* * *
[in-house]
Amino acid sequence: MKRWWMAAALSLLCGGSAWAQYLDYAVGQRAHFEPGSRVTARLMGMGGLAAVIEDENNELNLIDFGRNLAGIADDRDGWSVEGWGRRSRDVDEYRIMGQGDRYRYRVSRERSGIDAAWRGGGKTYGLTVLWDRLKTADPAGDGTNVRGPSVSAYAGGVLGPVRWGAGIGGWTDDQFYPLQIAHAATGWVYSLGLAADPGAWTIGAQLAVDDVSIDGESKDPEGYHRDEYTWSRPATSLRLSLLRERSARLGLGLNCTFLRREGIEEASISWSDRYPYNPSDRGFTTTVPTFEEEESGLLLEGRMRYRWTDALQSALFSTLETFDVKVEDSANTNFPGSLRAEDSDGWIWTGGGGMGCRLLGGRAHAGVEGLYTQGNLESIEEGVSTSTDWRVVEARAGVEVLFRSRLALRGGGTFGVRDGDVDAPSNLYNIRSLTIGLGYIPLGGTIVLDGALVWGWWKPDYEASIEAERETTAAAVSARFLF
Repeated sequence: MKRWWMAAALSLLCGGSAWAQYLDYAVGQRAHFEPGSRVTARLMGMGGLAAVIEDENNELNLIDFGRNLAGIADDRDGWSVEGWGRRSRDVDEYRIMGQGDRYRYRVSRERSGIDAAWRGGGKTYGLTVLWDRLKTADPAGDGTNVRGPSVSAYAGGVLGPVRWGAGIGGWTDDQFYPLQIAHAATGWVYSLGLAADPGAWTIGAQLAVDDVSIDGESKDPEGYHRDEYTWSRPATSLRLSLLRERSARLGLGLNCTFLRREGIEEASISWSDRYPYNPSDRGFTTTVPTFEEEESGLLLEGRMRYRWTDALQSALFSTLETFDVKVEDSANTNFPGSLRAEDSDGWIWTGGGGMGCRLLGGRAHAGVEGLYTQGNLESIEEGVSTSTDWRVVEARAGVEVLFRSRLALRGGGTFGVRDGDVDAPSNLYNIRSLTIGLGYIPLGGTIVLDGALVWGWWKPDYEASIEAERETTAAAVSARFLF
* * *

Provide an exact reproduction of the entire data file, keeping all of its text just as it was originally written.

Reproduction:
[in-house]
Amino acid sequence: MKRWWMAAALSLLCGGSAWAQYLDYAVGQRAHFEPGSRVTARLMGMGGLAAVIEDENNELNLIDFGRNLAGIADDRDGWSVEGWGRRSRDVDEYRIMGQGDRYRYRVSRERSGIDAAWRGGGKTYGLTVLWDRLKTADPAGDGTNVRGPSVSAYAGGVLGPVRWGAGIGGWTDDQFYPLQIAHAATGWVYSLGLAADPGAWTIGAQLAVDDVSIDGESKDPEGYHRDEYTWSRPATSLRLSLLRERSARLGLGLNCTFLRREGIEEASISWSDRYPYNPSDRGFTTTVPTFEEEESGLLLEGRMRYRWTDALQSALFSTLETFDVKVEDSANTNFPGSLRAEDSDGWIWTGGGGMGCRLLGGRAHAGVEGLYTQGNLESIEEGVSTSTDWRVVEARAGVEVLFRSRLALRGGGTFGVRDGDVDAPSNLYNIRSLTIGLGYIPLGGTIVLDGALVWGWWKPDYEASIEAERETTAAAVSARFLF
Repeated sequence: MKRWWMAAALSLLCGGSAWAQYLDYAVGQRAHFEPGSRVTARLMGMGGLAAVIEDENNELNLIDFGRNLAGIADDRDGWSVEGWGRRSRDVDEYRIMGQGDRYRYRVSRERSGIDAAWRGGGKTYGLTVLWDRLKTADPAGDGTNVRGPSVSAYAGGVLGPVRWGAGIGGWTDDQFYPLQIAHAATGWVYSLGLAADPGAWTIGAQLAVDDVSIDGESKDPEGYHRDEYTWSRPATSLRLSLLRERSARLGLGLNCTFLRREGIEEASISWSDRYPYNPSDRGFTTTVPTFEEEESGLLLEGRMRYRWTDALQSALFSTLETFDVKVEDSANTNFPGSLRAEDSDGWIWTGGGGMGCRLLGGRAHAGVEGLYTQGNLESIEEGVSTSTDWRVVEARAGVEVLFRSRLALRGGGTFGVRDGDVDAPSNLYNIRSLTIGLGYIPLGGTIVLDGALVWGWWKPDYEASIEAERETTAAAVSARFLF